Republicans in Congress and Kentucky's legislature who think increasing the minimum wage would do more harm than good should reconsider in light of new evidence.
The huge and growing gap between haves and have-nots is stifling economic growth, says none other than Standard & Poor's.
Boosting middle class purchasing power and lifting people from poverty is critical to strengthening the weak recovery, reports S&P, which has lowered its 10-year U.S. growth forecast from 2.8 percent to 2.5 percent in large part because of income inequality's stifling effects.
S&P is no left-leaning think tank but a credit ratings agency that runs one of the most famous stock market indices and is wholly committed to capitalism. Says S&P: "A rising tide lifts all boats ... but a lifeboat carrying a few, surrounded by many treading water, risks capsizing."
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Kentucky state revenue grew 2.2 percent last month, up from last fiscal's year's anemic 1.1 percent, but still below economists' projections.
And no wonder. As Louisville economist Paul Coomes explained in a study for the Kentucky Chamber of Commerce, "Average pay per job continues to be an economic development challenge across Kentucky, with all nine regions posting slower growth than the United States."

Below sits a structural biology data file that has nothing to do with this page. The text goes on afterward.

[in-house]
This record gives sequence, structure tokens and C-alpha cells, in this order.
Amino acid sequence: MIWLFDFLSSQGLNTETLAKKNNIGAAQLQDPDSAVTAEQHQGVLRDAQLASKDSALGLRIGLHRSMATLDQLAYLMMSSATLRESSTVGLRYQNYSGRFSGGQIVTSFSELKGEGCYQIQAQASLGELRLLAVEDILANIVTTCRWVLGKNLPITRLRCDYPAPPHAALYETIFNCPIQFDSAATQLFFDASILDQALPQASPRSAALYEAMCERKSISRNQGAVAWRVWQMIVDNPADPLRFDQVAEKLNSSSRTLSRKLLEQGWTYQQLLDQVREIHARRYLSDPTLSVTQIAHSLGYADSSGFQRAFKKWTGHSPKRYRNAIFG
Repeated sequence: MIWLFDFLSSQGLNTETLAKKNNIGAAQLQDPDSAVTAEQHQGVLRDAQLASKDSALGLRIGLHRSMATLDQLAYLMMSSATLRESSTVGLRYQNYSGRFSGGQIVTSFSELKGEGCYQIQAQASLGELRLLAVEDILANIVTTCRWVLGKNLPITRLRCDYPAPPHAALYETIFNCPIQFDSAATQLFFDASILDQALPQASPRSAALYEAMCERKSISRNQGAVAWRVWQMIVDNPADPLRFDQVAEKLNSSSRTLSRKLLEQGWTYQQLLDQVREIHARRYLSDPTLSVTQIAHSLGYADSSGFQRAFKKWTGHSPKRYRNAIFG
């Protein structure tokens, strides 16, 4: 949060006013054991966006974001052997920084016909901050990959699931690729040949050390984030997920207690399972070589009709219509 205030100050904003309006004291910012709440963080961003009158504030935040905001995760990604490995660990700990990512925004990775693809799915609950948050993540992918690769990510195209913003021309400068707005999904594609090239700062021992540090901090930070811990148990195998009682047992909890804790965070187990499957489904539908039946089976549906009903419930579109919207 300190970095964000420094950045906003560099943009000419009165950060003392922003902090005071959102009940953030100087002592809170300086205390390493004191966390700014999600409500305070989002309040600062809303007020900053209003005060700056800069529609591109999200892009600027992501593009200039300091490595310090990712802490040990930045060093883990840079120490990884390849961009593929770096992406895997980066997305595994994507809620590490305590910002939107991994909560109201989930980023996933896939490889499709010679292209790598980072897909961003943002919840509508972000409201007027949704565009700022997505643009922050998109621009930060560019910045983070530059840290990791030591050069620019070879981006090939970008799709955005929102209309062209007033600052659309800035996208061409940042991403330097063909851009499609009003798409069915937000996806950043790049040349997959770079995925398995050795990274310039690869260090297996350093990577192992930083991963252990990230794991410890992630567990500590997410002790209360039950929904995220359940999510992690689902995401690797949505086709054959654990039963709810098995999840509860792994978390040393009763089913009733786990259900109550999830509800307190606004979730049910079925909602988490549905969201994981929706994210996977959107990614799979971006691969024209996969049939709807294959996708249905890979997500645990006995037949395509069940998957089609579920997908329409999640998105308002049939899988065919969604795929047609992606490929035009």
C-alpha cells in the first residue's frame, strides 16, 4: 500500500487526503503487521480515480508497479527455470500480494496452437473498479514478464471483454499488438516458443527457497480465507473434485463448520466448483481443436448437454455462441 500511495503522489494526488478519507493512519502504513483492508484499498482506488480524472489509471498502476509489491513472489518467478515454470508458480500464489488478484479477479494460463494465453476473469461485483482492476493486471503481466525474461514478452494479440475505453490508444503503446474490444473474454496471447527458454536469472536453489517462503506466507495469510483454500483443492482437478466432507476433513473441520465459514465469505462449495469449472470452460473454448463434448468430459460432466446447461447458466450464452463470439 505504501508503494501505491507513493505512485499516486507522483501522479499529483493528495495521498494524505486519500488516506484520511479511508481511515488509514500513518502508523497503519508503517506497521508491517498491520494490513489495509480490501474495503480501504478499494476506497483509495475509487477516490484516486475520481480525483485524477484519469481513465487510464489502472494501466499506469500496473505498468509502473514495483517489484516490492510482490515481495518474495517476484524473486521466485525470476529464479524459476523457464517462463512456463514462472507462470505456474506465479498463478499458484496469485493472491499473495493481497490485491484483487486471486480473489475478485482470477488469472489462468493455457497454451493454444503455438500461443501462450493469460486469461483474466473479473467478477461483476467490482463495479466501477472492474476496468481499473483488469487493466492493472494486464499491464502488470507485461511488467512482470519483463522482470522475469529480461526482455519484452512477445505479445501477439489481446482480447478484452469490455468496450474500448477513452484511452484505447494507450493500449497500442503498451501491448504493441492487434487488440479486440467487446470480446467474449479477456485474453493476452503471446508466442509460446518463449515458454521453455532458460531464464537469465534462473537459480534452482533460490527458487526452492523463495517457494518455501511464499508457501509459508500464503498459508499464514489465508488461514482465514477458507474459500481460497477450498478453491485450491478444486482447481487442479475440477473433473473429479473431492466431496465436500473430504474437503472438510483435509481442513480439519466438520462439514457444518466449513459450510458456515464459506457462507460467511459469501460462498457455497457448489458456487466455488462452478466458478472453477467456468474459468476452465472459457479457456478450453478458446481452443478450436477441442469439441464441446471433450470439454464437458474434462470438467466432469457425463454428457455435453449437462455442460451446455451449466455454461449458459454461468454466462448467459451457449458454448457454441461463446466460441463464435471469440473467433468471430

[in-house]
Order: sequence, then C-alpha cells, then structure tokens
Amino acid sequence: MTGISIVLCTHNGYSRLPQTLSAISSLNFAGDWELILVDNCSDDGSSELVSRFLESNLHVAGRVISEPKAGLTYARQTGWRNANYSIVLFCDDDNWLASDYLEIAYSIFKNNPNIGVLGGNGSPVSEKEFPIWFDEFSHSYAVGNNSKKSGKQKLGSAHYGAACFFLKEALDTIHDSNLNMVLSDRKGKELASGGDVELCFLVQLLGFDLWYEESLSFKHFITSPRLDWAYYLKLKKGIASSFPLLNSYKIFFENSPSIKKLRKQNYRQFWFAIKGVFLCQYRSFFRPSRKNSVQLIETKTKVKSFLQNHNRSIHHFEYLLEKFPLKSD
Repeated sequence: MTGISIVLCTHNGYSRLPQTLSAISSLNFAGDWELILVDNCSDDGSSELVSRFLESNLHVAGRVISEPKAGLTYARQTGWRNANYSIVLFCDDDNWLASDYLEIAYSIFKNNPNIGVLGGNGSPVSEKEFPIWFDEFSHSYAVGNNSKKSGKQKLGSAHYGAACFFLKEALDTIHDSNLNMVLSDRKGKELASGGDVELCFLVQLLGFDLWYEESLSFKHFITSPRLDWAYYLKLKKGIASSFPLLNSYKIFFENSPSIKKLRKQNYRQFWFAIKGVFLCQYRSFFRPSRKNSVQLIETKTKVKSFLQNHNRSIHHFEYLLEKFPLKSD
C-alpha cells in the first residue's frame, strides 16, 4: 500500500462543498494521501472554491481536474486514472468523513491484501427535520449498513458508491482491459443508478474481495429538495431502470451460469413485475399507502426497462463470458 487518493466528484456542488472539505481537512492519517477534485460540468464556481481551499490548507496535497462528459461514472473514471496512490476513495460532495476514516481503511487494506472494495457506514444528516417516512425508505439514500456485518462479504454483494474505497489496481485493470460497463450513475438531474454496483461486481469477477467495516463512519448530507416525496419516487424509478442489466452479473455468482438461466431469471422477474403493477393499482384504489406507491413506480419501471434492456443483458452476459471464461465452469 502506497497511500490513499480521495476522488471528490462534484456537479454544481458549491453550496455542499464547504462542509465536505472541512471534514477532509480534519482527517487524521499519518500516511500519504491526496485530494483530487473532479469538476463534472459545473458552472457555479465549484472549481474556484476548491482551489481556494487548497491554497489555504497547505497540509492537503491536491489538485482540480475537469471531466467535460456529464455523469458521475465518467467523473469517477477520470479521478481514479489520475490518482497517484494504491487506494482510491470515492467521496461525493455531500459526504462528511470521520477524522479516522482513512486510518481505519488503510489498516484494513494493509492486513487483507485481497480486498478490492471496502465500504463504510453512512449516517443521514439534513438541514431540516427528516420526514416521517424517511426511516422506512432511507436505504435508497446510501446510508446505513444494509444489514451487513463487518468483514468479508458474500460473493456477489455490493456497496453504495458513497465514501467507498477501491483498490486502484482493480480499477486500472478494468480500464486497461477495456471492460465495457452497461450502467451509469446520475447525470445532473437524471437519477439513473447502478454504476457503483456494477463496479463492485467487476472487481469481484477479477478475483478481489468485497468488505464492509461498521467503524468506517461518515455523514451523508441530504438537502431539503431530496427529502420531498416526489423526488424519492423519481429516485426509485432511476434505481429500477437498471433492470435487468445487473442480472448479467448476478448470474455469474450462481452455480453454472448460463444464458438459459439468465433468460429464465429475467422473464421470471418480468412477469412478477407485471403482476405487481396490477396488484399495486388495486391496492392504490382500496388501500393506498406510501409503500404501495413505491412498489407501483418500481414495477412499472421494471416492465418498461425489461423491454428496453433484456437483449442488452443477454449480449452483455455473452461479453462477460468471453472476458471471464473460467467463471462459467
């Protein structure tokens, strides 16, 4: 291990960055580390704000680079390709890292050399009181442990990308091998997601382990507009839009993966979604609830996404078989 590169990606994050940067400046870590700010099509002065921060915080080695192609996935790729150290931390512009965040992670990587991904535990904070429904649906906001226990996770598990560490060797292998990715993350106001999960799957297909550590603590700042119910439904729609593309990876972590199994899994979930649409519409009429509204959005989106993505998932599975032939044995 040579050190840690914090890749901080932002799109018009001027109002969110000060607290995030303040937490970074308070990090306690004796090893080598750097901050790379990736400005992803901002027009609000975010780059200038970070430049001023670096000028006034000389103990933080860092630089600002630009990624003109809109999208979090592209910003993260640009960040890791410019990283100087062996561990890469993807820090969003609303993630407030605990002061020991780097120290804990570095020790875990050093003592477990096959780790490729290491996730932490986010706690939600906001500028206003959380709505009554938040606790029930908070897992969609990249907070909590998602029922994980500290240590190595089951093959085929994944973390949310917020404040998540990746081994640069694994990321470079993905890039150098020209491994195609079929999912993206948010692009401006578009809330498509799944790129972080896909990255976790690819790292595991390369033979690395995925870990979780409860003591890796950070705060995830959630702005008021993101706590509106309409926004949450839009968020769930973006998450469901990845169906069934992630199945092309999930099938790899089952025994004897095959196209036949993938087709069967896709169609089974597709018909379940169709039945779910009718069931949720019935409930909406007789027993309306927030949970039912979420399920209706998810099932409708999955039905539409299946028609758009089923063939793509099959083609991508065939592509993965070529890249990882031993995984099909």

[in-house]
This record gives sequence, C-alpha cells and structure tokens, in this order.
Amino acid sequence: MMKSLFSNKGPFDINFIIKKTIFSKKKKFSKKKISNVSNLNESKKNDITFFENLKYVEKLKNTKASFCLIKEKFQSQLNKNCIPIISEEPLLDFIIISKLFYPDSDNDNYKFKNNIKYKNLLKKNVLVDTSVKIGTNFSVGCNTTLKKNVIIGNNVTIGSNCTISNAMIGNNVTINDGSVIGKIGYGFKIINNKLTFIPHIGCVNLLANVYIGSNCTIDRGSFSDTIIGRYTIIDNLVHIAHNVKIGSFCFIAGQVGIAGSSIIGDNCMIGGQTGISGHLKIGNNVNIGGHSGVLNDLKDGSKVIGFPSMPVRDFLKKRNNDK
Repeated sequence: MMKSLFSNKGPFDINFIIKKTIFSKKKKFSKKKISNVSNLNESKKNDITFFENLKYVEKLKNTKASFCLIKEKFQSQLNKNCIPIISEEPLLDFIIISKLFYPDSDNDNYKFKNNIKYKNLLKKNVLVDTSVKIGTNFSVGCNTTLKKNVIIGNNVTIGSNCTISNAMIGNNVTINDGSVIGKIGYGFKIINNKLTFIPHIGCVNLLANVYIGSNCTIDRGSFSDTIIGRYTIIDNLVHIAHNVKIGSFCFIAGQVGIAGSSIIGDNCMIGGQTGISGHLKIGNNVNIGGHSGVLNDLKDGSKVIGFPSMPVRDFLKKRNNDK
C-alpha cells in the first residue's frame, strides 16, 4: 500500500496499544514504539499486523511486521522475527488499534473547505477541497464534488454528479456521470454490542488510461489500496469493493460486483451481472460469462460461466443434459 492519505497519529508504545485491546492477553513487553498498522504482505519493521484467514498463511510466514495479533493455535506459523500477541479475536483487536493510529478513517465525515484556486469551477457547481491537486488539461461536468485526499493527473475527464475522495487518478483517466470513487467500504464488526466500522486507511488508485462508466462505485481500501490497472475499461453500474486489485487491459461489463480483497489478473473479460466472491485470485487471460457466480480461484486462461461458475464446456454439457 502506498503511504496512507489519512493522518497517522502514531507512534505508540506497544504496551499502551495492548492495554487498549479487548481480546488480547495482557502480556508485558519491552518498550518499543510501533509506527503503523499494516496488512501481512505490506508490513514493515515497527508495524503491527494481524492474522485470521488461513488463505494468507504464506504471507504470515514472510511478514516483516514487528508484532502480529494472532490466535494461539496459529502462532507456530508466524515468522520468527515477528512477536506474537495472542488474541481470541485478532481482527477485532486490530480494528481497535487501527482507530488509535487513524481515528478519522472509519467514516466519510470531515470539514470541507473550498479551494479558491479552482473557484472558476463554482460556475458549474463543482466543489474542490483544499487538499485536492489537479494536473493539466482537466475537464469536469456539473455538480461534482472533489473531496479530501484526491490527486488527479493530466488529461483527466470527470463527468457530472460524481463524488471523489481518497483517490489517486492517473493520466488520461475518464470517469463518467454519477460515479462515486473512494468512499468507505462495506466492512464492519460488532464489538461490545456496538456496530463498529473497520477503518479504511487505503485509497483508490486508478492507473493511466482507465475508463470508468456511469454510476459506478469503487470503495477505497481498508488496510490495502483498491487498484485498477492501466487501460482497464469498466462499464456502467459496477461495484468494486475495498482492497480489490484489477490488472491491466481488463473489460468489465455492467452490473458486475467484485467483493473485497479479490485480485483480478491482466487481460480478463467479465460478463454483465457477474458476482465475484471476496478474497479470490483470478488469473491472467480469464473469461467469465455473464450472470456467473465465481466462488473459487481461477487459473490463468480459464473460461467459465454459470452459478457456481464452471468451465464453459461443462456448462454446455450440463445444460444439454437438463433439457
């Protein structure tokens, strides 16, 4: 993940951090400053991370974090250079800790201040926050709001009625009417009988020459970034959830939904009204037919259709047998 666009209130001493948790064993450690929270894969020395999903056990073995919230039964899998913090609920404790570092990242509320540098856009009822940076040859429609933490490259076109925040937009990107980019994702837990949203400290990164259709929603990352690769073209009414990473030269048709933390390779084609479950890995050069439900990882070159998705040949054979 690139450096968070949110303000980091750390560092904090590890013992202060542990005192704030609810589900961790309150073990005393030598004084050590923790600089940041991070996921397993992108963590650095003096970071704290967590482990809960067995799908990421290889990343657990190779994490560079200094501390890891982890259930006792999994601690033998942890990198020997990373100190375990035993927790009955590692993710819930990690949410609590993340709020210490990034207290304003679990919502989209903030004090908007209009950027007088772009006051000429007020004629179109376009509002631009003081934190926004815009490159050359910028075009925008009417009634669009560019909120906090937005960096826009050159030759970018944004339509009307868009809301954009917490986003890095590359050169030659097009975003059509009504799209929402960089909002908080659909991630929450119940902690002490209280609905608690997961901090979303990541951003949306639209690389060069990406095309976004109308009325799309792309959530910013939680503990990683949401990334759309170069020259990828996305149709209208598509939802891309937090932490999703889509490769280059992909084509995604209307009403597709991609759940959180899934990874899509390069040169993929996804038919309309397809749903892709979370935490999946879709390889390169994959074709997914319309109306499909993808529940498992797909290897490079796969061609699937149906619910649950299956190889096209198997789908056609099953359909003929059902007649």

While more urban parts of Kentucky are outpacing the national average in creating jobs, the new jobs do not pay well. Temporary agencies are the No. 1 fastest growth industry in Kentucky, which also is seeing strong growth in the food and beverage industry and in nursing homes, Coomes reported.
A minimum wage increase would put money into the pockets of workers in Kentucky's growing industries, which would stimulate the state's economy as a whole by keeping more of the fruits of Kentuckians' labor in Kentucky.
In this year's legislative session, the House approved a gradual increase in the $7.25 an hour minimum wage to $8.10 this year, $9.15 next year and $10.10 an hour in 2016.
The Republican Senate stopped it, saying a minimum wage increase would force employers who couldn't afford it to lay off workers.
However, the Center for Economic Policy and Research, a progressive think tank, found that in 12 of the 13 states that raised their minimum wage this year, employment was higher in the five months after the increase took effect than in the five months before workers were paid more. In nine of the 12 states employment gains after raising the minimum wage were above the national median.
That doesn't mean raising the minimum wage caused the employment gains, but it should allay worries that raising the wage would cost jobs.
Spending is critical to economic growth, but people can't spend what they don't have. Too many Kentuckians are working full-time (or even multiple jobs) and still have to go to payday lenders to make ends meet. This starves local and state economies of the spending they need to support new jobs and businesses and to make the investments in education and infrastructure that build a prosperous state.